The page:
Skip navigation
Quickly Identify Columns with Mismatched Data Types

Quickly Identify Columns with Mismatched Data Types

T-SQL utility finds mismatched columns so you can correct them


Organizations typically use the same column name across different tables to denote the same item of data. For example, if you have a column containing domain IDs in several tables in a database, the columns' names would be the same (e.g., DomainId) in all those tables. Those columns' data types should also be the same because mismatched columns can cause problems. For example, mismatched columns can

  • Decrease SQL Server's performance. Columns with the same name in different tables (and views) are typically used to link the tables together (e.g., as keys and foreign keys). If the data types aren't the same, SQL Server has to convert one of the data types to make the columns comparable. This additional work is unnecessary overhead. In some cases, it can also mean an otherwise useful index isn't used, resulting in a further decrease in performance.
  • Interfere with data integrity. Client applications (e.g., stored procedures, ADO.NET clients) often need to define data types. An incorrectly defined column can potentially invalidate both the underlying table and any client applications. Mismatched columns can also lead to client application errors. For example, if a column is defined as tinyint but should have been defined as int, a large value will cause an overflow error.

At my company, I discovered that our databases often contained columns with the same name but were defined with different data types. So, I created a utility to quickly identify which columns have mismatched data types across tables in a database. This utility uses the INFORMATIONAL_SCHEMA.COLUMNS view. This view provides all the information needed to determine whether a column has mismatched data types—namely, the column's name and data type (COLUMN_NAME and DATA_TYPE), the name of the table in which the column resides (TABLE_NAME), and the table's schema (TABLE_SCHEMA).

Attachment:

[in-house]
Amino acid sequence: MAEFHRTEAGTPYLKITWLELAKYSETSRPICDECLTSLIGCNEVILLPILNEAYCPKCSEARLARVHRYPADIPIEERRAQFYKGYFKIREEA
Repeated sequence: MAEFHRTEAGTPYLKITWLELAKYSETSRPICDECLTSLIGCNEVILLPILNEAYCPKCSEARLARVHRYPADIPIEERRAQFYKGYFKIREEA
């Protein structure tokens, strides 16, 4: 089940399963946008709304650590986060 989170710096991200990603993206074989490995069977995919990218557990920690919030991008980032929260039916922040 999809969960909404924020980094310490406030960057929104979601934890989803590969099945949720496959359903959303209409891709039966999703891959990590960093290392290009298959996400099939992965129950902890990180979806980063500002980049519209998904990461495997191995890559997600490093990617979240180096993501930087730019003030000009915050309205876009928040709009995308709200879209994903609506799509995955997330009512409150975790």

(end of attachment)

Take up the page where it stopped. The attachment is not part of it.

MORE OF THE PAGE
Here's how the utility works. The utility begins by first using INFORMATIONAL_SCHEMA.COLUMNS to calculate column name density—that is, how often (in terms of percent) each column name appears across all the tables and views in a given database. The column names (COLUMN_NAME) and column name densities (\[%\]) are stored in a temporary table named Prevalence.

Next, the utility then performs two INNER JOIN operations. It first joins the INFORMATIONAL_SCHEMA.COLUMNS view to itself, matching on the column name. The result set of the first join is then joined to the Prevalence table, matching again on the column name. Next, the utility searches the second join's results for data types that aren't the same to identify mismatched columns. The final result set is then sorted, with column name density being the primary sort criterion.

Figure 1 shows sample results from running the utility.

As you can see, the DomainId column has been defined as a smallint, tinyint, varchar, and int in various tables. Once identified, you can easily correct the data type for a given column. It might take a bit more effort to correct any client applications that use the column.

The utility should prove valuable to DBAs because they can use it to identify and correct mismatched columns and thereby improve data integrity and SQL Server performance. It should also prove valuable to developers and quality assurance (QA) specialists. They can use it to ensure that columns in new and amended tables are defined consistently across different tables before those tables are migrated to a production environment.

You can download the utility by clicking the hotlink at the top of the page. The utility works on SQL Server 2005 and later. It's currently set up to detect mismatched columns across tables in a single database and not across multiple databases. You might want to extend this utility to identify any mismatched columns across all the databases on a given server, perhaps leading to a basic data dictionary. You might also want to make other modifications, such as sorting the results by column name density and some other measure (e.g., the number of rows in the table, column usage) to give a column-importance metric that better meets your needs.

—Ian Stirk, freelance consultant, London

Hide comments


  • Allowed HTML tags: <em> <strong> <blockquote> <br> <p>

Plain text

  • No HTML tags allowed.
  • Web page addresses and e-mail addresses turn into links automatically.
  • Lines and paragraphs break automatically.